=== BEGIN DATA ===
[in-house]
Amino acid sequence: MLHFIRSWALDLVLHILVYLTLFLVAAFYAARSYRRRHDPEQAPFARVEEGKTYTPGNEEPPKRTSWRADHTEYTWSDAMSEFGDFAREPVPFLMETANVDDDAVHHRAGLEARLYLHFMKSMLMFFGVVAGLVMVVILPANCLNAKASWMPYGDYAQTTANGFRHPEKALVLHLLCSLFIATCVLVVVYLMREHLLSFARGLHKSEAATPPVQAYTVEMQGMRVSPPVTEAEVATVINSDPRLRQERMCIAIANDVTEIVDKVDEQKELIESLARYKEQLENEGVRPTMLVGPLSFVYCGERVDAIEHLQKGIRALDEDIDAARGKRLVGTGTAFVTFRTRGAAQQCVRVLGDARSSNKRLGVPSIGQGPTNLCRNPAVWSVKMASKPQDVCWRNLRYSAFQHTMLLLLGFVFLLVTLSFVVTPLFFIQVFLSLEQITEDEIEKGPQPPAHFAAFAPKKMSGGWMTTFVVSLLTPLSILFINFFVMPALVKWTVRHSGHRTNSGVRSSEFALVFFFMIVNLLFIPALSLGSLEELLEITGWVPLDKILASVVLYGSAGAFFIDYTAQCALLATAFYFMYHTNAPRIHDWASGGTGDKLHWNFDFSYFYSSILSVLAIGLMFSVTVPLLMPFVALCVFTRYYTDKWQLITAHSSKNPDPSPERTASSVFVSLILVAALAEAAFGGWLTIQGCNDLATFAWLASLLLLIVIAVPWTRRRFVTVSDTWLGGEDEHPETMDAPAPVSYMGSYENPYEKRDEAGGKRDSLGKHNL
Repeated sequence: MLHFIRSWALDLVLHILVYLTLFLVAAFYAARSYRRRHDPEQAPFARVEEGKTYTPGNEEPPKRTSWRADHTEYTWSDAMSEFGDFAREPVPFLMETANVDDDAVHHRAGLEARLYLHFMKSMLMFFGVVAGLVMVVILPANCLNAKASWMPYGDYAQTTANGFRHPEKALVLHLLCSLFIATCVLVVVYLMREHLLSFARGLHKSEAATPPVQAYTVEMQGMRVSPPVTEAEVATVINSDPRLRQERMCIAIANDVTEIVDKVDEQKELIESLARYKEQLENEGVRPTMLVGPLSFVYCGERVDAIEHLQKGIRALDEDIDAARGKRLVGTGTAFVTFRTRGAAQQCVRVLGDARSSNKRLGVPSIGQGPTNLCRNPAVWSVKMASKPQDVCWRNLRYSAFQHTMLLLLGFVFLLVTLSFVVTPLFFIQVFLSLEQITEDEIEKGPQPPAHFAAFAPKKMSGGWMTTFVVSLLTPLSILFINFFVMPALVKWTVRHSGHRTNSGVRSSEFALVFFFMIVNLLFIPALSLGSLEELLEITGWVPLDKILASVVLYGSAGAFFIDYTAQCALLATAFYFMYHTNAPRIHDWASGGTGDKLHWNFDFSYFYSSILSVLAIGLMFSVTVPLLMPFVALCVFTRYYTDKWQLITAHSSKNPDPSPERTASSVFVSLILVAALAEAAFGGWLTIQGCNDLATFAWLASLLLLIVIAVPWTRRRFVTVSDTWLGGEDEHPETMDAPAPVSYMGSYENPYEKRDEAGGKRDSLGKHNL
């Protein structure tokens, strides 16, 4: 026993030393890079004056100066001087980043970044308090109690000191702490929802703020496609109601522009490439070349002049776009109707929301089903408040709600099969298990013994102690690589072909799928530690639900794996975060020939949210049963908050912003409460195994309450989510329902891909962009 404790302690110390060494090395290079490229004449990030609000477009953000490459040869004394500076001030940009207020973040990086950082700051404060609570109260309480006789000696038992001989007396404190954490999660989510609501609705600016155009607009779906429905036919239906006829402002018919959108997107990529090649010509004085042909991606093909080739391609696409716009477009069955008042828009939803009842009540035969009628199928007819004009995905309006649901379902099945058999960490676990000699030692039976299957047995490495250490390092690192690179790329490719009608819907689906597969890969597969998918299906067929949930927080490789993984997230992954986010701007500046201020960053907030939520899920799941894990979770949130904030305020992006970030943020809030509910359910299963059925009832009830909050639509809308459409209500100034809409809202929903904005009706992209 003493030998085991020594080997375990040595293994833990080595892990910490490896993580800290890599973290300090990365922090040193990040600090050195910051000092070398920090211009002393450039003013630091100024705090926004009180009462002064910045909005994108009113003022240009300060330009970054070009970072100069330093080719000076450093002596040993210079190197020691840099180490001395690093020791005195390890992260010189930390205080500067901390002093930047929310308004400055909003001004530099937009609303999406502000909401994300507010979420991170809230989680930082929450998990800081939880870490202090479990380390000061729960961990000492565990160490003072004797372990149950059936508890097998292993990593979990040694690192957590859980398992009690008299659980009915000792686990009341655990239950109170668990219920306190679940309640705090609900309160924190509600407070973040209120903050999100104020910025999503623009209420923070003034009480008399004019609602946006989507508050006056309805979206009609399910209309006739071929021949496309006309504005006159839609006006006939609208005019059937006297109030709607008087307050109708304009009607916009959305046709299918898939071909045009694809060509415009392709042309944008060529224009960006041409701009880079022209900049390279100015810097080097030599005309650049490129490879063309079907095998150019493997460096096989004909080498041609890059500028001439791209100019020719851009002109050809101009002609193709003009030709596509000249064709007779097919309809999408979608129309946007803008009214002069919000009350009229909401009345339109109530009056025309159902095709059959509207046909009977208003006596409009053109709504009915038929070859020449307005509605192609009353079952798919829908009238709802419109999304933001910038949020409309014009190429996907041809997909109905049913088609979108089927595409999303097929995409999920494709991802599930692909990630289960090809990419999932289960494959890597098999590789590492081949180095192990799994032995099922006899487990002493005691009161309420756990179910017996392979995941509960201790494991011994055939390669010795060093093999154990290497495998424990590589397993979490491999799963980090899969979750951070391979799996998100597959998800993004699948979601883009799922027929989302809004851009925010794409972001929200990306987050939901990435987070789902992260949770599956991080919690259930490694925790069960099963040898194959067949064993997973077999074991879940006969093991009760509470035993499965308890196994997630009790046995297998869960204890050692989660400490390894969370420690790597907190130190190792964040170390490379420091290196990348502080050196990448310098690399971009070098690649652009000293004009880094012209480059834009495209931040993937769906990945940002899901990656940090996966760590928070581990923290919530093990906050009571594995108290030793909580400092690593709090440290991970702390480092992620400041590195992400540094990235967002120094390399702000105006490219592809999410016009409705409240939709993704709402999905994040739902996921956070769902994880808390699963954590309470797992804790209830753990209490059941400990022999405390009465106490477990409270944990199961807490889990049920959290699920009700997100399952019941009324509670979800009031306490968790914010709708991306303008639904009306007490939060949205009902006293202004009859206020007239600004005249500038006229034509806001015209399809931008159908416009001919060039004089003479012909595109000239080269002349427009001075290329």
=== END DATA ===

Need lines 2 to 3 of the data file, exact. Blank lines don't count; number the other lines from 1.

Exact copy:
Amino acid sequence: MLHFIRSWALDLVLHILVYLTLFLVAAFYAARSYRRRHDPEQAPFARVEEGKTYTPGNEEPPKRTSWRADHTEYTWSDAMSEFGDFAREPVPFLMETANVDDDAVHHRAGLEARLYLHFMKSMLMFFGVVAGLVMVVILPANCLNAKASWMPYGDYAQTTANGFRHPEKALVLHLLCSLFIATCVLVVVYLMREHLLSFARGLHKSEAATPPVQAYTVEMQGMRVSPPVTEAEVATVINSDPRLRQERMCIAIANDVTEIVDKVDEQKELIESLARYKEQLENEGVRPTMLVGPLSFVYCGERVDAIEHLQKGIRALDEDIDAARGKRLVGTGTAFVTFRTRGAAQQCVRVLGDARSSNKRLGVPSIGQGPTNLCRNPAVWSVKMASKPQDVCWRNLRYSAFQHTMLLLLGFVFLLVTLSFVVTPLFFIQVFLSLEQITEDEIEKGPQPPAHFAAFAPKKMSGGWMTTFVVSLLTPLSILFINFFVMPALVKWTVRHSGHRTNSGVRSSEFALVFFFMIVNLLFIPALSLGSLEELLEITGWVPLDKILASVVLYGSAGAFFIDYTAQCALLATAFYFMYHTNAPRIHDWASGGTGDKLHWNFDFSYFYSSILSVLAIGLMFSVTVPLLMPFVALCVFTRYYTDKWQLITAHSSKNPDPSPERTASSVFVSLILVAALAEAAFGGWLTIQGCNDLATFAWLASLLLLIVIAVPWTRRRFVTVSDTWLGGEDEHPETMDAPAPVSYMGSYENPYEKRDEAGGKRDSLGKHNL
Repeated sequence: MLHFIRSWALDLVLHILVYLTLFLVAAFYAARSYRRRHDPEQAPFARVEEGKTYTPGNEEPPKRTSWRADHTEYTWSDAMSEFGDFAREPVPFLMETANVDDDAVHHRAGLEARLYLHFMKSMLMFFGVVAGLVMVVILPANCLNAKASWMPYGDYAQTTANGFRHPEKALVLHLLCSLFIATCVLVVVYLMREHLLSFARGLHKSEAATPPVQAYTVEMQGMRVSPPVTEAEVATVINSDPRLRQERMCIAIANDVTEIVDKVDEQKELIESLARYKEQLENEGVRPTMLVGPLSFVYCGERVDAIEHLQKGIRALDEDIDAARGKRLVGTGTAFVTFRTRGAAQQCVRVLGDARSSNKRLGVPSIGQGPTNLCRNPAVWSVKMASKPQDVCWRNLRYSAFQHTMLLLLGFVFLLVTLSFVVTPLFFIQVFLSLEQITEDEIEKGPQPPAHFAAFAPKKMSGGWMTTFVVSLLTPLSILFINFFVMPALVKWTVRHSGHRTNSGVRSSEFALVFFFMIVNLLFIPALSLGSLEELLEITGWVPLDKILASVVLYGSAGAFFIDYTAQCALLATAFYFMYHTNAPRIHDWASGGTGDKLHWNFDFSYFYSSILSVLAIGLMFSVTVPLLMPFVALCVFTRYYTDKWQLITAHSSKNPDPSPERTASSVFVSLILVAALAEAAFGGWLTIQGCNDLATFAWLASLLLLIVIAVPWTRRRFVTVSDTWLGGEDEHPETMDAPAPVSYMGSYENPYEKRDEAGGKRDSLGKHNL